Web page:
“Talk of how a plant might alter consciousness has increased the chance of that plant being banned by authorities, usually with a campaign of fear.”1

It’s the sad truth. We are so disconnected from the land and how to use it that we fear what should not be feared, we demonize what should be respected and we cherry pick which plants get this treatment. We do not shun the Lily just because it’s lethal to cats. We ignore the fact that the bulb of the Daffodil is bad for both us and our canine companions as we edge walkways with them. There are so many wonderful plant allies that have been done dirty just because we do not understand them the way we once did. I better cut this off here though and move onto the book proper here.

Part One

This book, past the intro, is divided into two main sections. The first part consists of six bite sized charters that covers a little about our authors and some general plant knowledge.

The first chapter is the meet-the-author chapter. Here we get an abridged version of their life paths away and back to the land. The next two cover nature and the land. The patterns that appear in nature have lessons to teach us if only we would slow down and listen, tending the land that we have is a great way to do this by the by. Be this land a full yard or a few pots on a balcony, it’ll do you some good me thinks.

The second half of the chapters are less about the land itself and more about the plants and what we can do for/with them. Did you know that plants can sense your intent? What about the fact that there’s two, two different ways to compost? What about using the moon and zodiac signs in your planting and harvesting? I sure as heck didn’t. I’d recommend paying extra attention to these sections, as they were quite eye opening for me and I’m sure they will also be for you.

Part Two

Here we get into the greenery proper. The plants are split into sections based on season and each plant gets a few pages to itself. These pages are laid out as follows. First, the common name at the top and the scientific one directly underneath it. Then, under that a box is further quick info like other names, planetary rulings, and a little correspondence list. Past the box is a quick blurb on the plant, some notes on its cultivation and foraging.

The really fun part of this section, the crafts section. In the crafts section, we get a bit of a mix bag from recipes for food like mint pesto and even mouthwash to meditations and salves centered on our plant in question.

Y’all my wallet gonna hate me this coming spring! I’m kidding…maybe… But in all seriousness coming out of the reading gauntlet (I tore through this book in three days) I have a deeper appreciation for the earth and the plants that I already have been tending. Which are a few mints, some common sage bushes, rosemary and a marshmallow, in case you were curious. My wishlist of plants has also become obscenely long, but it will be thinned out as I research further on which ones will grow best in my area. I hope to add at least two plants from this book as well as many, many more mint plants in pots so I can make all the mint pesto I want (recipe page 180).


I did have some minor issues with this book. Don’t you go scrunching your face up at these words, remember it’s physically impossible to fully please everyone with what you create and you just gotta roll with it. The biggest, most glaring issue is where is the index?! There’s usually an index in books like this. I don’t normally need to use the index, but in looking for the page with that mint pesto recipe, the index was sorely missed. I mean I eventually found it, but it would have been so much faster and less frustrating had there been an index.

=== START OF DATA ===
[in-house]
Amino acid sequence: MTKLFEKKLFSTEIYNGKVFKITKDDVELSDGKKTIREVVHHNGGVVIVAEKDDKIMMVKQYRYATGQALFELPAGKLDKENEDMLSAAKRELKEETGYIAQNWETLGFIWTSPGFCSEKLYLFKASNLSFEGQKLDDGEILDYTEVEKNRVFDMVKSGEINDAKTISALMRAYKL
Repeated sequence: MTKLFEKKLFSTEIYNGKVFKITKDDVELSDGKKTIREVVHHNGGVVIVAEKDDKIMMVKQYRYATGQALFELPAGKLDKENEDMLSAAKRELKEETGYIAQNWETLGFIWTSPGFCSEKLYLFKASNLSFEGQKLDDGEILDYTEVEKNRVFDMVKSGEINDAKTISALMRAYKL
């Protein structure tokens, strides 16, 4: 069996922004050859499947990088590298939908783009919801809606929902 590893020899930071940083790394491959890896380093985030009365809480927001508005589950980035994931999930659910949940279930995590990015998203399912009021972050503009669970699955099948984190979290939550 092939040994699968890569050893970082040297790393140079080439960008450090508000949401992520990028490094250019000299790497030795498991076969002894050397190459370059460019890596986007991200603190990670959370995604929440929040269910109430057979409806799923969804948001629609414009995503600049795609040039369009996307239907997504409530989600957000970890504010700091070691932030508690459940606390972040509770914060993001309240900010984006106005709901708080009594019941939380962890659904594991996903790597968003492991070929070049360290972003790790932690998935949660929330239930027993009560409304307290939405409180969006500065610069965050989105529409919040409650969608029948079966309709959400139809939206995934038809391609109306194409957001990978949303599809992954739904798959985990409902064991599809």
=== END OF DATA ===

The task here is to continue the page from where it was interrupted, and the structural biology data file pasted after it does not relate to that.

These next two wishes were not mine originally. My wonderfully accepting and former chef father pointed out that some of the plants with an edible craft do not have a basic flavor profile. While this particular nit-pick isn’t a big one, it’s still something that might have been nice. The last one is phonetic spelling on some of the names. We spent a good twenty minutes debating the pronunciation of Comfrey over coffee one afternoon. While it was invigorating to whip out my phone and prove myself correct, this particular inclusion would have made the discussion unnecessary.

Overall Plants of Power is a great book, well worth the coin for this particular ware. This book would be a good fit for someone who doesn’t have much knowledge about plants and their real uses beyond being a pretty thing outdoors. As a beginner in the plant world there is so much more to learn but that’s what research is for and this book is a great place to start from.

The basic info provided is enough to get an idea of what you might want to start growing. This would help to keep the budding gardener from becoming overwhelmed by the sheer volume of things out there to learn. Why spend hours learning all the ins and outs of growing say an olive tree if you know for a fact you don’t have the space or proper growing conditions for one?

I would also think someone with an intermediate to advanced knowledge of plants would also find value in Plants of Power. Even if they don’t exactly learn anything “new”, the different perspectives these two authors bring to the table ought to open doors to revelations and breakthroughs that might otherwise have laid dormant. 

Practically Pagan – An Alternative Guide to Gardening, by Elen Sentier

Practically Pagan: An Alternative Guide to Gardening, by Elen Sentier
Moon Books, 9781789043730, 143 pages, 2021